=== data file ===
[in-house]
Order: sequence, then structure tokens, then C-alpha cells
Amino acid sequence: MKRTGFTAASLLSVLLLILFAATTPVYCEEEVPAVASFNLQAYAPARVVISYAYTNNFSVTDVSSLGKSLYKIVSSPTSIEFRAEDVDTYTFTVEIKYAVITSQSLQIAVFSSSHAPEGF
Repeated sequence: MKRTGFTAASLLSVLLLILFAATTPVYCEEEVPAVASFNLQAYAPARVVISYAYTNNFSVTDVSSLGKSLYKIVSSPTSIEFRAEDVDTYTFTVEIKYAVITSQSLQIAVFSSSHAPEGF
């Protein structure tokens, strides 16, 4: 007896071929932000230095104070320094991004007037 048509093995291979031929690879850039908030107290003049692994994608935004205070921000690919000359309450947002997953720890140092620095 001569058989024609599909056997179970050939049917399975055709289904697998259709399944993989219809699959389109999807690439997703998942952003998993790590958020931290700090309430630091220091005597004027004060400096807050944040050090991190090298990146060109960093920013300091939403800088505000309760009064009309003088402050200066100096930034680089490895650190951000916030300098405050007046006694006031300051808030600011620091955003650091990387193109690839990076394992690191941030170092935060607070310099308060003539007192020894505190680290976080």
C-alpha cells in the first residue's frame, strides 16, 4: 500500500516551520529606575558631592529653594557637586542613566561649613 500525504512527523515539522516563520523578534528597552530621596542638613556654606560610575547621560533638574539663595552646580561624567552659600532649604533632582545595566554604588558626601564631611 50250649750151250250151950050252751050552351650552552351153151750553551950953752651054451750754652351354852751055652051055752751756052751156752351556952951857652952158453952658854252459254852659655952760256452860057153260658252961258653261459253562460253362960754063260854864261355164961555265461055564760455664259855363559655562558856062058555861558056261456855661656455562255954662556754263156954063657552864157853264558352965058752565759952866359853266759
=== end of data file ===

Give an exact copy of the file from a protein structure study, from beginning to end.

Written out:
[in-house]
Order: sequence, then structure tokens, then C-alpha cells
Amino acid sequence: MKRTGFTAASLLSVLLLILFAATTPVYCEEEVPAVASFNLQAYAPARVVISYAYTNNFSVTDVSSLGKSLYKIVSSPTSIEFRAEDVDTYTFTVEIKYAVITSQSLQIAVFSSSHAPEGF
Repeated sequence: MKRTGFTAASLLSVLLLILFAATTPVYCEEEVPAVASFNLQAYAPARVVISYAYTNNFSVTDVSSLGKSLYKIVSSPTSIEFRAEDVDTYTFTVEIKYAVITSQSLQIAVFSSSHAPEGF
């Protein structure tokens, strides 16, 4: 007896071929932000230095104070320094991004007037 048509093995291979031929690879850039908030107290003049692994994608935004205070921000690919000359309450947002997953720890140092620095 001569058989024609599909056997179970050939049917399975055709289904697998259709399944993989219809699959389109999807690439997703998942952003998993790590958020931290700090309430630091220091005597004027004060400096807050944040050090991190090298990146060109960093920013300091939403800088505000309760009064009309003088402050200066100096930034680089490895650190951000916030300098405050007046006694006031300051808030600011620091955003650091990387193109690839990076394992690191941030170092935060607070310099308060003539007192020894505190680290976080």
C-alpha cells in the first residue's frame, strides 16, 4: 500500500516551520529606575558631592529653594557637586542613566561649613 500525504512527523515539522516563520523578534528597552530621596542638613556654606560610575547621560533638574539663595552646580561624567552659600532649604533632582545595566554604588558626601564631611 50250649750151250250151950050252751050552351650552552351153151750553551950953752651054451750754652351354852751055652051055752751756052751156752351556952951857652952158453952658854252459254852659655952760256452860057153260658252961258653261459253562460253362960754063260854864261355164961555265461055564760455664259855363559655562558856062058555861558056261456855661656455562255954662556754263156954063657552864157853264558352965058752565759952866359853266759